If you asked any SQL Server Developer or DBA what UNION does, they would tell you it combines two result sets. Then if you were to ask them if they knew it removed duplicates without the ALL argument, they would say yes. That's academic, but I dare you to go look at their and your code and see how often UNION without the ALL argument is used. UNION is evil. Why do I say that? Because DISTINCT is evil and blocking operations are evil so it follows that UNION is evil.
Would you be OK with the following query as the source for a fact table?
SELECT DISTINCT * FROM ( SELECT DISTINCT [c1],[c2] FROM [t1] UNION ALL SELECT DISTINCT [c1],[c2] FROM [t2] ) a
No? Then why are you OK with this?
SELECT [c1],[c2] FROM [t1] UNION SELECT [c1],[c2] FROM [t2]
Personally, I tend to use UNION to combine data from two different sources. For example, if I wanted to combine the sales transactions from two JDE instances - the query might look like:
SELECT [c1],[c2] FROM [JDE1].[dbo].[F42119] UNION SELECT [c1],[c2] FROM [JDE2].[dbo].[F42119]
Each line here in a sales detail represents a line on an order, so assuming you selected all the PK columns in your query, a UNION won't remove any rows within either set, but when combined - it's possible the same PK could exist in both systems. Now you could split hairs and say it's highly unlikely the rest of the row would be identical, but that's not the point - it's wrong to ever DISTINCT a set of transactions intended for creating a fact table. Sure, in this particular case you could add a "SourceSystem" column that would stop that, but then you still have to accept that the UNION is blocking and expensive. Just because a DISTINCT doesn't modify results doesn't mean it didn't do any work - it actually did a great deal of work. Now consider that we're usually not selecting 2 columns, we're selecting 10-20. Do you want to wait for it to figure out all the rows are distinct when you already knew that? Further, if they're not distinct you probably screwed up a JOIN somewhere.
As far as coding standards regarding UNION go, I would suggest never using UNION without the ALL clause and doing your DISTINCT elsewhere if that's actually what you intended. Does that seem silly? Yes - but I would wager you won't ever use the 2nd one outside of building Dimensions.
SELECT [c1],[c2] FROM [JDE1].[dbo].[F42119] UNION ALL SELECT [c1],[c2] FROM [JDE2].[dbo].[F42119] --OR SELECT DISTINCT * FROM ( SELECT [c1],[c2] FROM [JDE1].[dbo].[F42119] UNION ALL SELECT [c1],[c2] FROM [JDE2].[dbo].[F42119] )
And don't get me started on unioning subqueries with GROUP BY's - Why don't you just throw half your processers in the garbage, light tempdb on fire and put all your data in heaps.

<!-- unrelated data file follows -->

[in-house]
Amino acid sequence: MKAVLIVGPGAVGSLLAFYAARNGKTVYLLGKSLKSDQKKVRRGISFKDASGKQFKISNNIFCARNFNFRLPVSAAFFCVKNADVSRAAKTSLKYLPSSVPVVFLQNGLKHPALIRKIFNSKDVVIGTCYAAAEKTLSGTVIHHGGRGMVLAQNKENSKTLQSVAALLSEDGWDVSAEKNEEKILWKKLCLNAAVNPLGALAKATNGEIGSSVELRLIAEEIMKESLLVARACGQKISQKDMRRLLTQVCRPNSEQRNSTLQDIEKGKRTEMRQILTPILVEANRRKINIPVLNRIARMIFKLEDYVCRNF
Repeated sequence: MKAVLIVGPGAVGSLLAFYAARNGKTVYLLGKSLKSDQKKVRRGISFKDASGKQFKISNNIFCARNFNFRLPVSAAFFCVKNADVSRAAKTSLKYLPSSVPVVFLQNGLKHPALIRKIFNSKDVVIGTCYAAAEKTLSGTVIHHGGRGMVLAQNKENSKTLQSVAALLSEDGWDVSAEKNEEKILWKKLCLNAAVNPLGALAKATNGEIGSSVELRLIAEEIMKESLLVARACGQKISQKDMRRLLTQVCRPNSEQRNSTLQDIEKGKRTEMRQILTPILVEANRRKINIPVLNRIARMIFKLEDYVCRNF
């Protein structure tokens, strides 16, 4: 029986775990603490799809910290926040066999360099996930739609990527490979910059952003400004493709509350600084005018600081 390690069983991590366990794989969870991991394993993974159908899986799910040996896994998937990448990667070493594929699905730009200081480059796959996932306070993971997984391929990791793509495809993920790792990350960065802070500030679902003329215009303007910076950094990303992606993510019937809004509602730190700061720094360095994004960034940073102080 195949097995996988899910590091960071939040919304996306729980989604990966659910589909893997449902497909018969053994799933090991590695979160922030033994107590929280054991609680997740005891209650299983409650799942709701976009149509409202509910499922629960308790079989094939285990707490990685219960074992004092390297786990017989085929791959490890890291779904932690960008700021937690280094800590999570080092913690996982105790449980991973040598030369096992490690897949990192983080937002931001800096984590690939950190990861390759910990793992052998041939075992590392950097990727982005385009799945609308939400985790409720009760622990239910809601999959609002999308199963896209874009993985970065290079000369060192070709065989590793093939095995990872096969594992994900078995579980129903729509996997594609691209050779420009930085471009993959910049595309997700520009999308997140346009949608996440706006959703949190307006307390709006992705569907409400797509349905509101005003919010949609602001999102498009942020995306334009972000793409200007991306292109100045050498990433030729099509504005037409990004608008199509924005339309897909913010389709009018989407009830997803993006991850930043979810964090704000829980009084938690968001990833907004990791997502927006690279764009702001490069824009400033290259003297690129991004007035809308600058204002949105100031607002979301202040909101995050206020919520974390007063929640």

SQL Schema Source Control is, at it's core, just another database scripting app. Where this app differs from others is that the sole purpose of scripting out the database is to check it in to source control (sorry, it still only supports SVN).
I think this may have once gone under the name "SQL2SVN," but was rebranded before being checked in to Codeplex for the first time. This is a re-write of most of the application to be more modular and extensible in the future. Additional features found in this release are:
While we love to empower our users as much as possible, we still need to pay attention to them and what they're up to. The first place I usually see users running amok as Microsoft BI adoption grows in organization is the Report Subscriptions in SSRS. They go nuts with them. I was at one company where 50% of the report subscriptions went to users outside of the company - that means our customers were depending on these subscriptions! Which brings up an interesting licensing debacle... but that's another story. Needless to say, when people set up a subscription, they expect it to work. If it doesn't, we REALLY need to let someone know.
Here, we have a procedure to monitor for Reporting Services subscription failures. Specifically, email subscription failures. When a failed subscription is detected, an email is sent to both the subscription owner and a digest of failures is sent to the specified admin group.
Every now and then you get a helpful alert from one of your database servers about disk space being low (you're monitoring that, right?), or a bunch of autogrowth alerts (you're monitoring that too, right?) - but what happens when you get these for a database that you don't expect growth in? Further, what happens when that database is growing rampantly (say like 1GB/hr in my case) and it's a canned database from a 3rd party product? This time it was the database that SolarWinds uses for collection - and apparently it was collecting a lot of something that it wasn't collecting before.
- you send out an email asking the end users of the system (IT in this case) if anything changed
- adjust so said system stops trying to fill up your drives
Unfortunately, there's often quite a few possibilities for "why" a database is growing - and when it's a canned product, you don't always have the best understanding of why it does what it does when it does it. As a Database Admin, you can help diagnose the problem by letting everyone know what exactly is growing:
Sometimes when setting up a new server, all you want is for it to work and be configured exactly like the old server. In some cases, the new server is almost identical in every way already. If you've worked much with SQL Server, you know very well that there are a billion switches and knobs and every time you do this, you forget at least one. I had a similar situation recently and figured I'd be lazy about it and just turned the output of sp_configure in to a script I could execute on the new server: